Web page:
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«Hosted by the: National Institute of Physical Education of Catalonia (INEFC) ISBN 978-84-695-7786-8 European College of Sport Science: Book of ...»

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Theory and Application. (London: Routlegde) Nesti, M.S. and Littlewood, M. (2009) Psychological preparation and development of players in premiership football: practical and theoretical perspectives. In International Research in Science and Soccer. (eds) Riley, T., Williams, A.M., and Drust, B. London: Routledge. Parker, A. (2001). Soccer, Servitude and Subcultural Identity: Football Traineeship and Masculine Construction. Soccer and Society, 2 (1) pp 59-80. Pepitas, A., (1978). Identity Foreclosure: A Unique Challenge. Personnel and Guidance Journal, 56, 558-561. Strauss, A. & Corbin, J. (1998). Basics of qualitative research. Techniques and procedures for developing grounded theory (2nd Edition). Thousand Oaks, CA: Sage.

BREAKING WAVES: THE WITHIN-CAREER TRANSITIONS EXPERIENCED BY A HIGH PERFORMANCE ADOLESCENT

SWIMMER.

Lyons, D., MacPhail, A.

University of Limerick Introduction An athletic career is determined by developments within sporting, psychological, psychosocial and academic/vocational domains (Wylleman & Lavallee, 2004). Within-career transitions are turning phases in the course of an athletic career (Stambulova, Alfermann, Statler, & Côté, 2009). Alongside transitions that can be expected, such as the move from junior to elite-level sport, athletes also face less predictable transitions such as the loss of a coach. The aim of this study is to explore the within-career transitions experienced by an adolescent high performance swimmer, Kelli, as she made the transition from school to university. Methodology This exploratory case study employed a life history methodology. The study began with the use of a retrospective life history grid (adapted from Côté, Ericsson, and Law, 2005) to trace Kelli’s development in sport. Over the next two years data from qualitative interviews and observations were collected to gain an insight into Kelli’s life, her choices, decisions and their consequences. The results were analysed using a constant comparative method of inductive data coding. Findings During the two years of the study Kelli experienced a number of transitions both planned and unpredicted across all the domains of her athletic career including the move from junior to senior level sport, the loss of a coach, a change of club, the move from school to university, injury and the maturation from adolescence into young adulthood.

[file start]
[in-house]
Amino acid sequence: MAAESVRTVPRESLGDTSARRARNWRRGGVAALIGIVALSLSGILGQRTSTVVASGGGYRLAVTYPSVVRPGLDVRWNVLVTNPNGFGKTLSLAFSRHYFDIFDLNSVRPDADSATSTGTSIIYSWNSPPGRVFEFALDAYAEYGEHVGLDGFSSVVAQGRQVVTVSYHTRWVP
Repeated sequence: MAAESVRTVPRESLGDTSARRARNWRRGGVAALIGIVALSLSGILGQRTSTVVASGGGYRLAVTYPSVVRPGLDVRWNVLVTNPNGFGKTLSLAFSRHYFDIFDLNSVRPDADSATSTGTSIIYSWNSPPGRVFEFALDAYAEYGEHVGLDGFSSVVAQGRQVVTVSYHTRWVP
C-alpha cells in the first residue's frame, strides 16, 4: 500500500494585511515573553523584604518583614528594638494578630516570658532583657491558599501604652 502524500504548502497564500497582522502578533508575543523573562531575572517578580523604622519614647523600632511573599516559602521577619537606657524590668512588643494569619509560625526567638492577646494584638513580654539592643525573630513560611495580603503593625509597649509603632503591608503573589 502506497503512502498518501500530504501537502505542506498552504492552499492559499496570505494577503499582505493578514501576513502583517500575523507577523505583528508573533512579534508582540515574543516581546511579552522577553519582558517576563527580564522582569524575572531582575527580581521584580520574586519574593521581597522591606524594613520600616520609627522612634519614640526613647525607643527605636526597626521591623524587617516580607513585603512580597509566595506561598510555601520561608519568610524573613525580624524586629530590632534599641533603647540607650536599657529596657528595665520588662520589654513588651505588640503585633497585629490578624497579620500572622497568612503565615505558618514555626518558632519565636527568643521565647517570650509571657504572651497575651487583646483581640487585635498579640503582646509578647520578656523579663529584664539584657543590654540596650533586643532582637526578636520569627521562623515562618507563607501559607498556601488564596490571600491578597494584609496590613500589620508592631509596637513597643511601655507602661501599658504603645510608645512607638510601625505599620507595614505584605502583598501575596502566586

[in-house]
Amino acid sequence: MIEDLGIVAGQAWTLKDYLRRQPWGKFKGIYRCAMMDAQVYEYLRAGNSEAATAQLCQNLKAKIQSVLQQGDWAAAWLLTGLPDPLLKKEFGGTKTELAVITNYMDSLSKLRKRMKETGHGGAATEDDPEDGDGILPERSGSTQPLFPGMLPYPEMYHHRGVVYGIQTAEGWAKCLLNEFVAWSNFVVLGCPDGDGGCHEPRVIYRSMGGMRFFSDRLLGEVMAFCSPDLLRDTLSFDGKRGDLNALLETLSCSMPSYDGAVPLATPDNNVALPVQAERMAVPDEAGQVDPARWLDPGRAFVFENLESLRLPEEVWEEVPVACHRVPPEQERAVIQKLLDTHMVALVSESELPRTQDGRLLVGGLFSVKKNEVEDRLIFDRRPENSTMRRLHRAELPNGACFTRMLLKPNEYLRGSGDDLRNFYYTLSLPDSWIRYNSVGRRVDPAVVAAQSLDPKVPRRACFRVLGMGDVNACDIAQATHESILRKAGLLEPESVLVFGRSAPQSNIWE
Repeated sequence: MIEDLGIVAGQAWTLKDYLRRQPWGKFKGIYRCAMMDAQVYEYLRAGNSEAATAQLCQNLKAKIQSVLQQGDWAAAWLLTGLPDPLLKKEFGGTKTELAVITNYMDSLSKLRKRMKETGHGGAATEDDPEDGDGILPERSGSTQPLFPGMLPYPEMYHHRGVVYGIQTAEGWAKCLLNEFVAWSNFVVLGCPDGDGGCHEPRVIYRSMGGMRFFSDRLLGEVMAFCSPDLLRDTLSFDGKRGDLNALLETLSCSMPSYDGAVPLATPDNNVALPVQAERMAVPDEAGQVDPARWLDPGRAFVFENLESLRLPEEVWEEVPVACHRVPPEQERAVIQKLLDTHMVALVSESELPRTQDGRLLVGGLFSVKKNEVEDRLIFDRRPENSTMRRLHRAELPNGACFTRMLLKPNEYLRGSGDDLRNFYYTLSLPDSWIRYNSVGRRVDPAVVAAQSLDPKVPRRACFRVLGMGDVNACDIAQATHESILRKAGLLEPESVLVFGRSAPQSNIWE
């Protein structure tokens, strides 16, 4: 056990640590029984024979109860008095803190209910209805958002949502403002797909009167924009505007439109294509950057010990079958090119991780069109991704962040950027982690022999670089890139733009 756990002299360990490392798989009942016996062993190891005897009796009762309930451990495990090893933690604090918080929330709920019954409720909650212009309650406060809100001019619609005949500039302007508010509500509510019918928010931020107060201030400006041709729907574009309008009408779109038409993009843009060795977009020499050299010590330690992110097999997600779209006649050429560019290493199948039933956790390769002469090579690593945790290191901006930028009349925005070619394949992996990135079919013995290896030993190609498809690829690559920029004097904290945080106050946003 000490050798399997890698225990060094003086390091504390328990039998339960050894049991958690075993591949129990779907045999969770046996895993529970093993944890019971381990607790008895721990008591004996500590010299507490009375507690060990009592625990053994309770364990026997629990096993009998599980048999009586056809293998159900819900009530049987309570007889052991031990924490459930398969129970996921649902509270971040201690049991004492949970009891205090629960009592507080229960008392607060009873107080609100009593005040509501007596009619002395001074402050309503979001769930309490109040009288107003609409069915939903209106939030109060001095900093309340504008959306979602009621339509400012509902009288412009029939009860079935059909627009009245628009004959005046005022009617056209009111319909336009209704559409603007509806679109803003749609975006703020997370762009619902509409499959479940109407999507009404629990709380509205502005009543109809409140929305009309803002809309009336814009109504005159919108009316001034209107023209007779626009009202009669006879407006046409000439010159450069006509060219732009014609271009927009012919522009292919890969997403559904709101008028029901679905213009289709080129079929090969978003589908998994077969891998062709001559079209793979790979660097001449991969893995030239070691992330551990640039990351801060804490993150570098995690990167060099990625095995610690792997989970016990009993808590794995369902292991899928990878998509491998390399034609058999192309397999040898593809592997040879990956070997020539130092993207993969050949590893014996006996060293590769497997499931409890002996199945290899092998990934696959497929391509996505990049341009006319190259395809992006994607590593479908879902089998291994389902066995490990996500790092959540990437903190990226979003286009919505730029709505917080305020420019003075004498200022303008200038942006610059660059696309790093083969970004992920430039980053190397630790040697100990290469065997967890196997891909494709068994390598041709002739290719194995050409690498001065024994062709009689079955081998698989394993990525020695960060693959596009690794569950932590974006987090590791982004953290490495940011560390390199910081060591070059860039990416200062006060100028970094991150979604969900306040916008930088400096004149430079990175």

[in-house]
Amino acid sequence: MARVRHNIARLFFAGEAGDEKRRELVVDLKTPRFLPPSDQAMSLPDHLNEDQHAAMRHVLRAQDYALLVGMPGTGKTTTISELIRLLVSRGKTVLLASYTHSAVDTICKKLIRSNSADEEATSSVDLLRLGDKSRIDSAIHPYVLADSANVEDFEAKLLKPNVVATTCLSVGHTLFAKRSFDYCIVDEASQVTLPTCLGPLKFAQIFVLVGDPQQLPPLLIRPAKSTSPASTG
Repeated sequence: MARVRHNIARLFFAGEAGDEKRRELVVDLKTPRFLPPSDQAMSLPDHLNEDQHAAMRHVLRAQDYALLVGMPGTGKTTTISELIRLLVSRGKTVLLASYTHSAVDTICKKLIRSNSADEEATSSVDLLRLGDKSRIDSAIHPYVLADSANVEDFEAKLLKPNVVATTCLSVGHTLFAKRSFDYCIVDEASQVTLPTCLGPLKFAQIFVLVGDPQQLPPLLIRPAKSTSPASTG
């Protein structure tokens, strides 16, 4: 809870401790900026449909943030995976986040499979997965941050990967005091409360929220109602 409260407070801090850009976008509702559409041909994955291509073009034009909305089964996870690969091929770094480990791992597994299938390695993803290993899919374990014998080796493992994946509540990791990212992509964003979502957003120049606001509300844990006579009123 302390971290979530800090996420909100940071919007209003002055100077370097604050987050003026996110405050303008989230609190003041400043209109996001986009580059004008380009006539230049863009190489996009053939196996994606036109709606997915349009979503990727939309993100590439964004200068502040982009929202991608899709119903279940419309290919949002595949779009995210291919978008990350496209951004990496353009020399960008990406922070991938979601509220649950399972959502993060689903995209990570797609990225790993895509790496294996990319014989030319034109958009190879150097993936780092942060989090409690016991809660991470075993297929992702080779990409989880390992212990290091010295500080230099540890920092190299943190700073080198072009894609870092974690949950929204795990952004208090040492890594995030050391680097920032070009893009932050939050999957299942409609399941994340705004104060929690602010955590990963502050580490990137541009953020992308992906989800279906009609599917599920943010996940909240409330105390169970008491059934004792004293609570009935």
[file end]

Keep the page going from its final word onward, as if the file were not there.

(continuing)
Kelli’s micro-system consisting of herself, her parents, coaches and peers, and their interaction, were the main facilitators in her successful negotiation of the transitions experienced. As Kelli had made decisions on her future academic life based on her swimming goals the loss of her coach and the subsequent move to a new club resulted in her changing her choice of university and programme of study.

Negotiating multiple transitions concurrently was a major source of stress for Kelli. Conclusion Using in-depth case studies to explore the transitions experienced by talented young athletes can help us understand the complexities of athletes’ decision making and the ultimate consequences that play out. Macro levels, contextual factors such as the sports system, cultural factors and education policy played a significant role in how Kelli, and her parents, coach and peers made decisions that impacted on her athlete career. These contextual factors need to be considered when designing programmes for young talented athletes to facilitate development, reduce talent loss and maximise athletes’ potential. References Côté,J., Ericsson,K.A. & Law,M.P. (2005). J Appl Sport Psychol,17,1-19. Stambulova,N., Alfermann, D., Statler,T., & Côté,J. (2009). IJSEP, 7, 395 - 412. Wylleman,P., & Lavallee,D. (2004) in M. Weiss (Ed.), Developmental sport psychology, 507-527.

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A QUALITATIVE EXPLORATION OF ATHLETES’ EXPERIENCES OF A THREE TIER POST OLYMPIC DEBRIEFING PROGRAMME.

Moore, P.1, McArdle, S.2, Lyons, D.3 1: MMU/IIS (Manchester, England; Dublin, Ireland), 2. DCU (Dublin, Ireland), 3. IIS (Dublin, Ireland) Introduction The challenges of the Post Olympic Games transition process has been well documented (McCann, 2000). Despite this very little attention has been given to the development and evaluation of post Games psychological support services. To support Irish Olympians and Paralympians in the post Games transition process, the Irish Institute of Sport (IIS) developed a three Tier debriefing programme.